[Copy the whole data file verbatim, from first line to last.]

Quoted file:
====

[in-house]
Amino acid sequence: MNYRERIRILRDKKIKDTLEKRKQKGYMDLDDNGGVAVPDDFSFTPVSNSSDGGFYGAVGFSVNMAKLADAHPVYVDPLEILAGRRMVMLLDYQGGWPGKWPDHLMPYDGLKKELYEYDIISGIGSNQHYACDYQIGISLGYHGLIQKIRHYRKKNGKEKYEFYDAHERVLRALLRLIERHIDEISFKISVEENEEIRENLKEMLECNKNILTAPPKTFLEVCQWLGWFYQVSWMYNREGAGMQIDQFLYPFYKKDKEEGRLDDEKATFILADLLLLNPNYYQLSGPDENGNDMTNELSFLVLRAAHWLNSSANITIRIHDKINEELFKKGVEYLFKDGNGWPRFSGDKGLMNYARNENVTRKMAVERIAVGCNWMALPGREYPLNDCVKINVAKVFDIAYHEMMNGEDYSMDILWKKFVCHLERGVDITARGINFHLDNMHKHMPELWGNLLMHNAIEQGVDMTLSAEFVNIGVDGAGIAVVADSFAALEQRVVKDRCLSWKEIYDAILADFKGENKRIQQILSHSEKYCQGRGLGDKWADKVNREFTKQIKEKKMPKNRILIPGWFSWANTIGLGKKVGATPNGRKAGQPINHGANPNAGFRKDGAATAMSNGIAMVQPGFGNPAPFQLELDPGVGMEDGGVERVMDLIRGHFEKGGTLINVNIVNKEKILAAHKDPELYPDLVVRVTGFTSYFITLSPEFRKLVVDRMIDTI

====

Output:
[in-house]
Amino acid sequence: MNYRERIRILRDKKIKDTLEKRKQKGYMDLDDNGGVAVPDDFSFTPVSNSSDGGFYGAVGFSVNMAKLADAHPVYVDPLEILAGRRMVMLLDYQGGWPGKWPDHLMPYDGLKKELYEYDIISGIGSNQHYACDYQIGISLGYHGLIQKIRHYRKKNGKEKYEFYDAHERVLRALLRLIERHIDEISFKISVEENEEIRENLKEMLECNKNILTAPPKTFLEVCQWLGWFYQVSWMYNREGAGMQIDQFLYPFYKKDKEEGRLDDEKATFILADLLLLNPNYYQLSGPDENGNDMTNELSFLVLRAAHWLNSSANITIRIHDKINEELFKKGVEYLFKDGNGWPRFSGDKGLMNYARNENVTRKMAVERIAVGCNWMALPGREYPLNDCVKINVAKVFDIAYHEMMNGEDYSMDILWKKFVCHLERGVDITARGINFHLDNMHKHMPELWGNLLMHNAIEQGVDMTLSAEFVNIGVDGAGIAVVADSFAALEQRVVKDRCLSWKEIYDAILADFKGENKRIQQILSHSEKYCQGRGLGDKWADKVNREFTKQIKEKKMPKNRILIPGWFSWANTIGLGKKVGATPNGRKAGQPINHGANPNAGFRKDGAATAMSNGIAMVQPGFGNPAPFQLELDPGVGMEDGGVERVMDLIRGHFEKGGTLINVNIVNKEKILAAHKDPELYPDLVVRVTGFTSYFITLSPEFRKLVVDRMIDTI